The importance of patient-reported outcomes in cancer studies

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The importance of patient-reported outcomes in cancer studies. / Retzer, Ameeta; Kyte, Derek; Calman, Lynn; Glaser, Adam; Stephens, Richard; Calvert, Melanie.

In: Expert Review of Quality of Life in Cancer Care, Vol. 3, No. 2-3, 2018, p. 65-71.

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@article{ad60b4578cfa4f22ad8fc94fdea28c8d,
title = "The importance of patient-reported outcomes in cancer studies",
abstract = "Introduction: Cancer incidence is increasing; one in two people in the UK are expected to develop cancer during their lifetime. However, survival rates of people living with cancer have improved over the last few decades. More than 50{\%} of all UK cancer patients survive for beyond 10 years, this rate has doubled in the last 40 years.Areas covered: This article provides a scientific review of the use of patient reported outcomes (PROs) to assess the short and longer term impact of cancer and treatment on patient quality of life and symptoms.Expert opinion/commentary: There is increasing recognition that, in addition to survival and other clinical metrics, we need to understand more about the impact that cancer and its treatment has on the everyday lives of people living with and beyond cancer. Patients must have access to information around quality of life and survival with which they can make more informed decisions about their care. We need to understand more about the natural history of recovery and wellbeing and the contributory factors to identify those who are not doing well and to understand how we can support them better, plan appropriate services and support patients in making choices about treatment.",
keywords = "Cancer, quality of life, patient-reported outcomes, psychosocial outcomes, oncology",
author = "Ameeta Retzer and Derek Kyte and Lynn Calman and Adam Glaser and Richard Stephens and Melanie Calvert",
year = "2018",
doi = "10.1080/23809000.2018.1472524",
language = "English",
volume = "3",
pages = "65--71",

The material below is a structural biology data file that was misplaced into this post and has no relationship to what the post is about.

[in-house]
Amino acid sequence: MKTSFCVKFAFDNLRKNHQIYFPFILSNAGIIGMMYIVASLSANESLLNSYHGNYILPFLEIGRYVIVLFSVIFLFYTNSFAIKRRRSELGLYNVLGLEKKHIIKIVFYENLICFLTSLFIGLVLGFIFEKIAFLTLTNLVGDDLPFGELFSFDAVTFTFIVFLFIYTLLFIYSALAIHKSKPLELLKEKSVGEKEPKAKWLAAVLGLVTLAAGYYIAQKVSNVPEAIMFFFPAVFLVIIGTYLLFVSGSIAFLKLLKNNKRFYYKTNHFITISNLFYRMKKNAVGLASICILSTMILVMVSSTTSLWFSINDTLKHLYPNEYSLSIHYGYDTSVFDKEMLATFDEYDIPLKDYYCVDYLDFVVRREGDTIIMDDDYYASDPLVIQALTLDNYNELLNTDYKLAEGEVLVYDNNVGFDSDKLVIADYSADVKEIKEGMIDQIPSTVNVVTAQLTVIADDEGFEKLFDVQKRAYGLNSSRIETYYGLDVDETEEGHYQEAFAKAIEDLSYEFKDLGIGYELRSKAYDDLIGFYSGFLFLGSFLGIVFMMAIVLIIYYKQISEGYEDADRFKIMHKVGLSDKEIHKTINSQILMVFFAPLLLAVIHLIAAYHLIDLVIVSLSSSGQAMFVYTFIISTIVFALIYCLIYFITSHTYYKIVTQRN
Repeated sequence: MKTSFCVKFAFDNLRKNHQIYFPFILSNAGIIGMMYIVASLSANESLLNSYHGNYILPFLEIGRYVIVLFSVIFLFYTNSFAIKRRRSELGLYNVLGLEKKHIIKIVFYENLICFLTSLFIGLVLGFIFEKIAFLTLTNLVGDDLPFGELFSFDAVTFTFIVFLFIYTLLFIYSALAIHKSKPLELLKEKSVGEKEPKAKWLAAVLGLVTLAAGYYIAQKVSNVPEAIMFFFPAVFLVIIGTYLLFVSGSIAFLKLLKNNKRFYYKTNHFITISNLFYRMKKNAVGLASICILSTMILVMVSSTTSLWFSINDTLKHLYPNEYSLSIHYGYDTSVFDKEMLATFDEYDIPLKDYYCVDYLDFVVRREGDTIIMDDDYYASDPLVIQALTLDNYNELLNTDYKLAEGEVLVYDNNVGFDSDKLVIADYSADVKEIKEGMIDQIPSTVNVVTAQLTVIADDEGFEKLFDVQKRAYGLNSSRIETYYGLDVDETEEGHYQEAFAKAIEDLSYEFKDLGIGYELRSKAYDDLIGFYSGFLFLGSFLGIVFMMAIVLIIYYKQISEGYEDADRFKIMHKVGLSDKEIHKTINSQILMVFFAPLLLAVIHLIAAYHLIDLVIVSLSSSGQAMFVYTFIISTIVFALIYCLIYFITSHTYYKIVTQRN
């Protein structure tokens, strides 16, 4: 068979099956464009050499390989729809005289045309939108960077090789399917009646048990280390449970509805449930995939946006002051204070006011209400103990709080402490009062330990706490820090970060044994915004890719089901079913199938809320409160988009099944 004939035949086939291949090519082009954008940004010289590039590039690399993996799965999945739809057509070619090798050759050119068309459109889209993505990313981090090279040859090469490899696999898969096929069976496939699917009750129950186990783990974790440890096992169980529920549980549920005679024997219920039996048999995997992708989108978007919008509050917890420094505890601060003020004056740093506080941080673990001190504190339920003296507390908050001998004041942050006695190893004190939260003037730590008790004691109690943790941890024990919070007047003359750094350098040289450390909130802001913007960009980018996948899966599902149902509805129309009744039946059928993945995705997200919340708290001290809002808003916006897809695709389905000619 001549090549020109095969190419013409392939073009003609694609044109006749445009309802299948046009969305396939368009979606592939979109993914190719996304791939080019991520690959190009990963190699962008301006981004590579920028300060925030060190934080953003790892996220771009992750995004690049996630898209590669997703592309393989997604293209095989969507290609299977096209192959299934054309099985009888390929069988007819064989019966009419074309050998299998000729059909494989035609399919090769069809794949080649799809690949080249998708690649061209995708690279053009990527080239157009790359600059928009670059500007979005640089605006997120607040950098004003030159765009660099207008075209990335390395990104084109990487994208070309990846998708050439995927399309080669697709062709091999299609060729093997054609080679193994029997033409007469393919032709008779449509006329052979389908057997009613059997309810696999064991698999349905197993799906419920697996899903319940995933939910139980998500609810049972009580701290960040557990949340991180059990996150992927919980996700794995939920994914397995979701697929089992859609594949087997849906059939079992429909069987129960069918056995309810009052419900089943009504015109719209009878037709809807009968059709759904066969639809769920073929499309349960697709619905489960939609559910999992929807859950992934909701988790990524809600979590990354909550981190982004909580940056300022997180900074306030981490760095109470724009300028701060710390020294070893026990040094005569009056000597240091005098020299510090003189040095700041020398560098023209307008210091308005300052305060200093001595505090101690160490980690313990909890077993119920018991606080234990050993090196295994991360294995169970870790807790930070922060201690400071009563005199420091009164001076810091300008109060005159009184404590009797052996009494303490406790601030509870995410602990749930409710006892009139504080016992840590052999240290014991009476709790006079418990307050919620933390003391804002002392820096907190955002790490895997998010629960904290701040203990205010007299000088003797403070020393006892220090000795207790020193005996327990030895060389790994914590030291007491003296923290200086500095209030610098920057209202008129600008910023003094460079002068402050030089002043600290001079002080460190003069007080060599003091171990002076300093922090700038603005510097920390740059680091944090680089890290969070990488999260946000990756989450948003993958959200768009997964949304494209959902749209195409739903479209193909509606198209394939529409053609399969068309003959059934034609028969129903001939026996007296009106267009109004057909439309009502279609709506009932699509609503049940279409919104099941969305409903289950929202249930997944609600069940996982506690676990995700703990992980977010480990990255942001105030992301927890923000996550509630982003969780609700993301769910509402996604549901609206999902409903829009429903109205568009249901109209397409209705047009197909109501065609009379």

journal = "Expert Review of Quality of Life in Cancer Care",
issn = "2380-9000",
publisher = "Taylor & Francis",
number = "2-3",

}

RIS

TY - JOUR

T1 - The importance of patient-reported outcomes in cancer studies

AU - Retzer, Ameeta

AU - Kyte, Derek

AU - Calman, Lynn

AU - Glaser, Adam

AU - Stephens, Richard

AU - Calvert, Melanie

PY - 2018

Y1 - 2018

N2 - Introduction: Cancer incidence is increasing; one in two people in the UK are expected to develop cancer during their lifetime. However, survival rates of people living with cancer have improved over the last few decades. More than 50% of all UK cancer patients survive for beyond 10 years, this rate has doubled in the last 40 years.Areas covered: This article provides a scientific review of the use of patient reported outcomes (PROs) to assess the short and longer term impact of cancer and treatment on patient quality of life and symptoms.Expert opinion/commentary: There is increasing recognition that, in addition to survival and other clinical metrics, we need to understand more about the impact that cancer and its treatment has on the everyday lives of people living with and beyond cancer. Patients must have access to information around quality of life and survival with which they can make more informed decisions about their care. We need to understand more about the natural history of recovery and wellbeing and the contributory factors to identify those who are not doing well and to understand how we can support them better, plan appropriate services and support patients in making choices about treatment.

AB - Introduction: Cancer incidence is increasing; one in two people in the UK are expected to develop cancer during their lifetime. However, survival rates of people living with cancer have improved over the last few decades. More than 50% of all UK cancer patients survive for beyond 10 years, this rate has doubled in the last 40 years.Areas covered: This article provides a scientific review of the use of patient reported outcomes (PROs) to assess the short and longer term impact of cancer and treatment on patient quality of life and symptoms.Expert opinion/commentary: There is increasing recognition that, in addition to survival and other clinical metrics, we need to understand more about the impact that cancer and its treatment has on the everyday lives of people living with and beyond cancer. Patients must have access to information around quality of life and survival with which they can make more informed decisions about their care. We need to understand more about the natural history of recovery and wellbeing and the contributory factors to identify those who are not doing well and to understand how we can support them better, plan appropriate services and support patients in making choices about treatment.

KW - Cancer

KW - quality of life

KW - patient-reported outcomes

KW - psychosocial outcomes

KW - oncology

U2 - 10.1080/23809000.2018.1472524

DO - 10.1080/23809000.2018.1472524

M3 - Article

VL - 3

SP - 65

EP - 71

JO - Expert Review of Quality of Life in Cancer Care

JF - Expert Review of Quality of Life in Cancer Care

SN - 2380-9000

IS - 2-3

ER -